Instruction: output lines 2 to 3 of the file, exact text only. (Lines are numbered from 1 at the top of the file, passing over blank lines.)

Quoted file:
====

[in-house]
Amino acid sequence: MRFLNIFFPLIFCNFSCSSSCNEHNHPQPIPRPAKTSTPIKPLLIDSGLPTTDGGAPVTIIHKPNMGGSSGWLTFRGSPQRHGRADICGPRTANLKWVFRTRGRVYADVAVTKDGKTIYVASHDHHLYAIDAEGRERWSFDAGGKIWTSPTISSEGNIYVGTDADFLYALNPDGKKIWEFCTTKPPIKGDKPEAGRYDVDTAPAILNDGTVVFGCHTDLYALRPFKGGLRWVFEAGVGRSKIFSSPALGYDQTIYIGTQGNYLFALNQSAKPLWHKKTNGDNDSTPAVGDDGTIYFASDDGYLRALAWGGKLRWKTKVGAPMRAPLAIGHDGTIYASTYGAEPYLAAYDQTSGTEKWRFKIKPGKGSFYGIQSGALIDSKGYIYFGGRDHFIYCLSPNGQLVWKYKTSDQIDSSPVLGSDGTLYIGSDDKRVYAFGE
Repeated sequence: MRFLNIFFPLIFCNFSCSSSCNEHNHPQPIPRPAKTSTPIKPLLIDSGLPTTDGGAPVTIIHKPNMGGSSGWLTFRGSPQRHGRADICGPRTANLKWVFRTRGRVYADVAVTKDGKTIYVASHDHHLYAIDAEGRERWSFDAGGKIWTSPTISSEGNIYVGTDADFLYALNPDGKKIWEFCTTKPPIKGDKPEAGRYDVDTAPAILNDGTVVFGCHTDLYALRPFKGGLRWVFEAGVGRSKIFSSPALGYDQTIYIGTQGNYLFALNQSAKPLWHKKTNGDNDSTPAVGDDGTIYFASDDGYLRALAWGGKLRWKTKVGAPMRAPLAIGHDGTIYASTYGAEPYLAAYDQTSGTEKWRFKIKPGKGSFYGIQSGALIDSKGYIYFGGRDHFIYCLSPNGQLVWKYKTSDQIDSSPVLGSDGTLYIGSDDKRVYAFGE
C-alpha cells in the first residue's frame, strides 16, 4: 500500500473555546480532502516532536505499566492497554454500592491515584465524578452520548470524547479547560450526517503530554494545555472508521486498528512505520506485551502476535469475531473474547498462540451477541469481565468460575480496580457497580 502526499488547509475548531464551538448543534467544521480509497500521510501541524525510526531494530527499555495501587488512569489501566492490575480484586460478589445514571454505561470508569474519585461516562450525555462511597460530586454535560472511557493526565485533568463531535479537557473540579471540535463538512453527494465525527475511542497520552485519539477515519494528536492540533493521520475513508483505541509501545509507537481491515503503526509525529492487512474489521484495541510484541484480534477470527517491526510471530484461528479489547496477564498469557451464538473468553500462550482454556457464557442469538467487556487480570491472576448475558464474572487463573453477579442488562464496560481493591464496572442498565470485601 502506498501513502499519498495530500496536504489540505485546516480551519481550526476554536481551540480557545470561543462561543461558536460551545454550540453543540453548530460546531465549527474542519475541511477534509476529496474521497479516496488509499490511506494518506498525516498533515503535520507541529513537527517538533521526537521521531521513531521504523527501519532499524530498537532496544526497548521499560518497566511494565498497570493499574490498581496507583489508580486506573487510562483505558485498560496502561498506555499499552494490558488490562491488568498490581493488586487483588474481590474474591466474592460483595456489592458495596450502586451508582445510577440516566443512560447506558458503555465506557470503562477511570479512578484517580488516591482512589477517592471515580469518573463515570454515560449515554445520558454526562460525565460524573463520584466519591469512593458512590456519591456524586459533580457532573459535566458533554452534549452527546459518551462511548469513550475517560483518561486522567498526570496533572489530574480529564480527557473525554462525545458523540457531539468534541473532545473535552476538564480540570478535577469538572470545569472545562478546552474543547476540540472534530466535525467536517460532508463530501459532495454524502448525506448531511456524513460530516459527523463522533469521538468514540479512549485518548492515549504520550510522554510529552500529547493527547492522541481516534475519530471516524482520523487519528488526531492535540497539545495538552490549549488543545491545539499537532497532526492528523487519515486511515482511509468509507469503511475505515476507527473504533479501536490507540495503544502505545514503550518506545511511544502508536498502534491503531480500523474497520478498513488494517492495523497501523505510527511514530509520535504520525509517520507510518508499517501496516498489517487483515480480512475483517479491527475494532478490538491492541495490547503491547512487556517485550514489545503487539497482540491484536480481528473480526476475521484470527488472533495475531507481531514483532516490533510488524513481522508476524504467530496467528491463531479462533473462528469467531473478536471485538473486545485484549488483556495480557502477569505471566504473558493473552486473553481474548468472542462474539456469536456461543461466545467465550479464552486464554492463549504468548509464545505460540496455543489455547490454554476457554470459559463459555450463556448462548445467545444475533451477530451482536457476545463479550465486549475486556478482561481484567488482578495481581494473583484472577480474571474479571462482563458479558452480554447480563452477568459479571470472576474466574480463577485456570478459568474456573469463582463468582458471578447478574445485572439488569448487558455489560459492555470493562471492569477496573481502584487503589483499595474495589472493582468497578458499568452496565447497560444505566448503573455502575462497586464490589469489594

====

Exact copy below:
Amino acid sequence: MRFLNIFFPLIFCNFSCSSSCNEHNHPQPIPRPAKTSTPIKPLLIDSGLPTTDGGAPVTIIHKPNMGGSSGWLTFRGSPQRHGRADICGPRTANLKWVFRTRGRVYADVAVTKDGKTIYVASHDHHLYAIDAEGRERWSFDAGGKIWTSPTISSEGNIYVGTDADFLYALNPDGKKIWEFCTTKPPIKGDKPEAGRYDVDTAPAILNDGTVVFGCHTDLYALRPFKGGLRWVFEAGVGRSKIFSSPALGYDQTIYIGTQGNYLFALNQSAKPLWHKKTNGDNDSTPAVGDDGTIYFASDDGYLRALAWGGKLRWKTKVGAPMRAPLAIGHDGTIYASTYGAEPYLAAYDQTSGTEKWRFKIKPGKGSFYGIQSGALIDSKGYIYFGGRDHFIYCLSPNGQLVWKYKTSDQIDSSPVLGSDGTLYIGSDDKRVYAFGE
Repeated sequence: MRFLNIFFPLIFCNFSCSSSCNEHNHPQPIPRPAKTSTPIKPLLIDSGLPTTDGGAPVTIIHKPNMGGSSGWLTFRGSPQRHGRADICGPRTANLKWVFRTRGRVYADVAVTKDGKTIYVASHDHHLYAIDAEGRERWSFDAGGKIWTSPTISSEGNIYVGTDADFLYALNPDGKKIWEFCTTKPPIKGDKPEAGRYDVDTAPAILNDGTVVFGCHTDLYALRPFKGGLRWVFEAGVGRSKIFSSPALGYDQTIYIGTQGNYLFALNQSAKPLWHKKTNGDNDSTPAVGDDGTIYFASDDGYLRALAWGGKLRWKTKVGAPMRAPLAIGHDGTIYASTYGAEPYLAAYDQTSGTEKWRFKIKPGKGSFYGIQSGALIDSKGYIYFGGRDHFIYCLSPNGQLVWKYKTSDQIDSSPVLGSDGTLYIGSDDKRVYAFGE